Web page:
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How Does ANGI Homeservices's (NASDAQ:ANGI) P/E Compare To Its Industry, After The Share Price Drop?

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  • ANGI

To the annoyance of some shareholders, ANGI Homeservices (NASDAQ:ANGI) shares are down a considerable 39% in the last month. And that drop will have no doubt have some shareholders concerned that the 68% share price decline, over the last year, has turned them into bagholders. For those wondering, a bagholder is someone who keeps holding a losing stock indefinitely, without taking the time to consider its prospects carefully, going forward.

Assuming nothing else has changed, a lower share price makes a stock more attractive to potential buyers. In the long term, share prices tend to follow earnings per share, but in the short term prices bounce around in response to short term factors (which are not always obvious). So, on certain occasions, long term focussed investors try to take advantage of pessimistic expectations to buy shares at a better price. One way to gauge market expectations of a stock is to look at its Price to Earnings Ratio (PE Ratio). A high P/E ratio means that investors have a high expectation about future growth, while a low P/E ratio means they have low expectations about future growth.

See our latest analysis for ANGI Homeservices

Does ANGI Homeservices Have A Relatively High Or Low P/E For Its Industry?

We can tell from its P/E ratio of 71.90 that there is some investor optimism about ANGI Homeservices. As you can see below, ANGI Homeservices has a much higher P/E than the average company (20.8) in the interactive media and services industry.

NasdaqGS:ANGI Price Estimation Relative to Market, March 25th 2020
NasdaqGS:ANGI Price Estimation Relative to Market, March 25th 2020

That means that the market expects ANGI Homeservices will outperform other companies in its industry. The market is optimistic about the future, but that doesn't guarantee future growth. So investors should always consider the P/E ratio alongside other factors, such as whether company directors have been buying shares.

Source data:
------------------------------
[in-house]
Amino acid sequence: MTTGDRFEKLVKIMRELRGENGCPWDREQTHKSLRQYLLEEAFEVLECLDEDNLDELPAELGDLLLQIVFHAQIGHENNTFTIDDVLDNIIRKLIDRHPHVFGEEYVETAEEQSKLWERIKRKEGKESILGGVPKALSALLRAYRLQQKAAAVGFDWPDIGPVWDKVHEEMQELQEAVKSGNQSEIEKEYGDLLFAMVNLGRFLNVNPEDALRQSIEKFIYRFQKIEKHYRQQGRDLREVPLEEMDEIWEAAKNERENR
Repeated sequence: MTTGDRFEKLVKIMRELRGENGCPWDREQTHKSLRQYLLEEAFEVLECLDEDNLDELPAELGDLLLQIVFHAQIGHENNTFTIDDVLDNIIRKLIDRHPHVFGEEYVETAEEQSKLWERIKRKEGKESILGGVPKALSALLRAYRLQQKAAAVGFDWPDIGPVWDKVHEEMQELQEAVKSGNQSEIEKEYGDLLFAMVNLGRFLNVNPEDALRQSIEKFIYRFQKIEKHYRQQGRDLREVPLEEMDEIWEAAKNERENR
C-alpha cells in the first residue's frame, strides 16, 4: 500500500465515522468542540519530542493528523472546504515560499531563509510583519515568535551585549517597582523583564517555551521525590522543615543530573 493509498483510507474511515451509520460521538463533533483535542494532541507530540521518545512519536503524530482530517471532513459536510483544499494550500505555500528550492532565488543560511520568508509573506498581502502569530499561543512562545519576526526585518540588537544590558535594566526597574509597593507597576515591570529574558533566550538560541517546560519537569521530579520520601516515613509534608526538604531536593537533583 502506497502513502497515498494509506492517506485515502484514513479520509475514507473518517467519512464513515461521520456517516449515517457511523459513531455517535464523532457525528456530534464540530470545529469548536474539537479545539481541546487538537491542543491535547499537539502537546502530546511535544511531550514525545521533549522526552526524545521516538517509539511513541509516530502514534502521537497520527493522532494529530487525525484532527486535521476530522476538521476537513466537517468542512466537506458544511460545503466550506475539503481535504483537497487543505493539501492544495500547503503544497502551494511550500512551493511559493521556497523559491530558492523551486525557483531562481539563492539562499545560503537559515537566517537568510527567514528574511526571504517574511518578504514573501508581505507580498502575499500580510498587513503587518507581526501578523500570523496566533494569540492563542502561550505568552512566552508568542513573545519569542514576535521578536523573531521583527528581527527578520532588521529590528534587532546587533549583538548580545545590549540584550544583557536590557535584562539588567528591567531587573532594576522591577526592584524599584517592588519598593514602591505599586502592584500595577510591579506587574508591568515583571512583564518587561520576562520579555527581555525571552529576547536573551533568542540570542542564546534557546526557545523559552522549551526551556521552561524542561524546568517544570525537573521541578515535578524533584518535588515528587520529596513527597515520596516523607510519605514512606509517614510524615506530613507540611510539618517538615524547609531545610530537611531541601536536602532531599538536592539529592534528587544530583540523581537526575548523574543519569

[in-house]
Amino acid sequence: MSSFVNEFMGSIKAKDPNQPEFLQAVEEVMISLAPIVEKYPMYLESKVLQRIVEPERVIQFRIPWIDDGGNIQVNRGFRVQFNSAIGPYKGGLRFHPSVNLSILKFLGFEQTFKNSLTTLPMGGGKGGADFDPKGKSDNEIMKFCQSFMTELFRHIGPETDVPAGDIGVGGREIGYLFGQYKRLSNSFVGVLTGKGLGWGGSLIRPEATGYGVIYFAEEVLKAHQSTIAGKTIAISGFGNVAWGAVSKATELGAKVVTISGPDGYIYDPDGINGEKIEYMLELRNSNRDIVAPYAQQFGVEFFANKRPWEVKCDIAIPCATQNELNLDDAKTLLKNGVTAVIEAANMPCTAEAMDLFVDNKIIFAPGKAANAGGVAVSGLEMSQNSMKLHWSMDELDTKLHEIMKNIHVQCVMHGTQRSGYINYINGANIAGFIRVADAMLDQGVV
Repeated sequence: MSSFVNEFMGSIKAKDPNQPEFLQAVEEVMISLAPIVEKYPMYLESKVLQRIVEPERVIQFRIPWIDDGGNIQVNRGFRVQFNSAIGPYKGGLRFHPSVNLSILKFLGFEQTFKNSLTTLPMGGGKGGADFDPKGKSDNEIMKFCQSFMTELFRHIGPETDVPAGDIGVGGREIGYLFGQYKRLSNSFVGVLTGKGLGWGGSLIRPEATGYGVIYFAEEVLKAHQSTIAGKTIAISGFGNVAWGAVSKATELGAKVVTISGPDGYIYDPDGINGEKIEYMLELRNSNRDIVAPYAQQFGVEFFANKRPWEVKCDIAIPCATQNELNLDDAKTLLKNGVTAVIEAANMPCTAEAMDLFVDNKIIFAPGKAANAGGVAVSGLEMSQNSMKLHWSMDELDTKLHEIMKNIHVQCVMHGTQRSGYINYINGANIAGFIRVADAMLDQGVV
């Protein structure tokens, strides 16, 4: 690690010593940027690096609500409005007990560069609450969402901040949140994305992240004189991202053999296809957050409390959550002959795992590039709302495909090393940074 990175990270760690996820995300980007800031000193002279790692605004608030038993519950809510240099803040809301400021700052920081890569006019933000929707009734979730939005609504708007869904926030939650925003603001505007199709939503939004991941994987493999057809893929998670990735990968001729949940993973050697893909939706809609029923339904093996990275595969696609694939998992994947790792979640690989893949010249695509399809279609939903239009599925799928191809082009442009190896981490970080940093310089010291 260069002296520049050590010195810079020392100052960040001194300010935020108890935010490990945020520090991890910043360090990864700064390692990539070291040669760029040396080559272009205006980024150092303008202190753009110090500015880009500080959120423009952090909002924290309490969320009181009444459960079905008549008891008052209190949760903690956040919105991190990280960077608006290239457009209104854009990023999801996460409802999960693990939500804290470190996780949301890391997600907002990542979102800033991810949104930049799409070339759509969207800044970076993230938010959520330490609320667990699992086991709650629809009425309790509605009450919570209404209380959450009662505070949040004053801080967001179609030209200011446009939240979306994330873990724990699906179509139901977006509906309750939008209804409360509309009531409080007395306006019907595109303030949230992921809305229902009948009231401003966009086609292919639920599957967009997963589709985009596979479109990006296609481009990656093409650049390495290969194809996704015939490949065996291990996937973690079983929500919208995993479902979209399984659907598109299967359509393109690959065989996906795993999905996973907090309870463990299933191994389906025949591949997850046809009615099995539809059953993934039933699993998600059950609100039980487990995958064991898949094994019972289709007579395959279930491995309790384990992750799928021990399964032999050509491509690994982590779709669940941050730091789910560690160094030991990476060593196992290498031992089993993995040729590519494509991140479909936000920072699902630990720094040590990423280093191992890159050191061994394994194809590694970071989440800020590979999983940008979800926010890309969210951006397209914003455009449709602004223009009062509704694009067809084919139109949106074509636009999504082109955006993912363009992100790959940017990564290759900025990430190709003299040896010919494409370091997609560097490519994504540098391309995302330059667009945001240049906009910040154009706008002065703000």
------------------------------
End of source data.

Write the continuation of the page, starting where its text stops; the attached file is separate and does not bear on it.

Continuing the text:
How Growth Rates Impact P/E Ratios

Probably the most important factor in determining what P/E a company trades on is the earnings growth. Earnings growth means that in the future the 'E' will be higher. And in that case, the P/E ratio itself will drop rather quickly. A lower P/E should indicate the stock is cheap relative to others -- and that may attract buyers.

ANGI Homeservices shrunk earnings per share by 57% over the last year. But EPS is up 30% over the last 3 years.

Remember: P/E Ratios Don't Consider The Balance Sheet

One drawback of using a P/E ratio is that it considers market capitalization, but not the balance sheet. That means it doesn't take debt or cash into account. In theory, a company can lower its future P/E ratio by using cash or debt to invest in growth.

Spending on growth might be good or bad a few years later, but the point is that the P/E ratio does not account for the option (or lack thereof).

Is Debt Impacting ANGI Homeservices's P/E?

The extra options and safety that comes with ANGI Homeservices's US$145m net cash position means that it deserves a higher P/E than it would if it had a lot of net debt.

The Verdict On ANGI Homeservices's P/E Ratio

With a P/E ratio of 71.9, ANGI Homeservices is expected to grow earnings very strongly in the years to come. Falling earnings per share is probably keeping traditional value investors away, but the net cash position means the company has time to improve: and the high P/E suggests the market thinks it will. Given ANGI Homeservices's P/E ratio has declined from 117.3 to 71.9 in the last month, we know for sure that the market is significantly less confident about the business today, than it was back then. For those who prefer to invest with the flow of momentum, that might be a bad sign, but for a contrarian, it may signal opportunity.

Investors should be looking to buy stocks that the market is wrong about. If the reality for a company is better than it expects, you can make money by buying and holding for the long term. So this free report on the analyst consensus forecasts could help you make a master move on this stock.

But note: ANGI Homeservices may not be the best stock to buy. So take a peek at this free list of interesting companies with strong recent earnings growth (and a P/E ratio below 20).

If you spot an error that warrants correction, please contact the editor at editorial-team@simplywallst.com. This article by Simply Wall St is general in nature. It does not constitute a recommendation to buy or sell any stock, and does not take account of your objectives, or your financial situation. Simply Wall St has no position in the stocks mentioned.

We aim to bring you long-term focused research analysis driven by fundamental data. Note that our analysis may not factor in the latest price-sensitive company announcements or qualitative material. Thank you for reading.